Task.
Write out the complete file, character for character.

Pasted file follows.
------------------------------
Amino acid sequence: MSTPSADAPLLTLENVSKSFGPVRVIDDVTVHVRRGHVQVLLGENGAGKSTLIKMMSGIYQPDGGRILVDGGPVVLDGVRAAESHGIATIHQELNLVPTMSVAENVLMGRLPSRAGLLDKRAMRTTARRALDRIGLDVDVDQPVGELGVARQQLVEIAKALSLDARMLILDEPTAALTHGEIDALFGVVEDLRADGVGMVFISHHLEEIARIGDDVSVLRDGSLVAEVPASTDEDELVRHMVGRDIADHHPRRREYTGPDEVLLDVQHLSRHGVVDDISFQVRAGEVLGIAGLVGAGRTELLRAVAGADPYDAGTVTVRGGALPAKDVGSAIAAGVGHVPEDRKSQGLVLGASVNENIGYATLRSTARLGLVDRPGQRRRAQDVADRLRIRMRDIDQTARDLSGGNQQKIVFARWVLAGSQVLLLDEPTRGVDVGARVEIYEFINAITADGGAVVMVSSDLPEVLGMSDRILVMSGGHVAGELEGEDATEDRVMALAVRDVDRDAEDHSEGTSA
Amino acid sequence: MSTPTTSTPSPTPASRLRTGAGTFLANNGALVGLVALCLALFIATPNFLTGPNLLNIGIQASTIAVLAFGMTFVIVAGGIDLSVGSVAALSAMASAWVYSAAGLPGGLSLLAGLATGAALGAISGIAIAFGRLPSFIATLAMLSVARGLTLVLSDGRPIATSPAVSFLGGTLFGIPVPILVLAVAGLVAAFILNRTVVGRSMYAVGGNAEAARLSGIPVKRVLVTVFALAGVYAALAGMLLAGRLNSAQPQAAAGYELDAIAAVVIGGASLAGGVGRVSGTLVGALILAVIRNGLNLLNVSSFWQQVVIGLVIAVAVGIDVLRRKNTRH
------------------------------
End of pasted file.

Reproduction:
Amino acid sequence: MSTPSADAPLLTLENVSKSFGPVRVIDDVTVHVRRGHVQVLLGENGAGKSTLIKMMSGIYQPDGGRILVDGGPVVLDGVRAAESHGIATIHQELNLVPTMSVAENVLMGRLPSRAGLLDKRAMRTTARRALDRIGLDVDVDQPVGELGVARQQLVEIAKALSLDARMLILDEPTAALTHGEIDALFGVVEDLRADGVGMVFISHHLEEIARIGDDVSVLRDGSLVAEVPASTDEDELVRHMVGRDIADHHPRRREYTGPDEVLLDVQHLSRHGVVDDISFQVRAGEVLGIAGLVGAGRTELLRAVAGADPYDAGTVTVRGGALPAKDVGSAIAAGVGHVPEDRKSQGLVLGASVNENIGYATLRSTARLGLVDRPGQRRRAQDVADRLRIRMRDIDQTARDLSGGNQQKIVFARWVLAGSQVLLLDEPTRGVDVGARVEIYEFINAITADGGAVVMVSSDLPEVLGMSDRILVMSGGHVAGELEGEDATEDRVMALAVRDVDRDAEDHSEGTSA
Amino acid sequence: MSTPTTSTPSPTPASRLRTGAGTFLANNGALVGLVALCLALFIATPNFLTGPNLLNIGIQASTIAVLAFGMTFVIVAGGIDLSVGSVAALSAMASAWVYSAAGLPGGLSLLAGLATGAALGAISGIAIAFGRLPSFIATLAMLSVARGLTLVLSDGRPIATSPAVSFLGGTLFGIPVPILVLAVAGLVAAFILNRTVVGRSMYAVGGNAEAARLSGIPVKRVLVTVFALAGVYAALAGMLLAGRLNSAQPQAAAGYELDAIAAVVIGGASLAGGVGRVSGTLVGALILAVIRNGLNLLNVSSFWQQVVIGLVIAVAVGIDVLRRKNTRH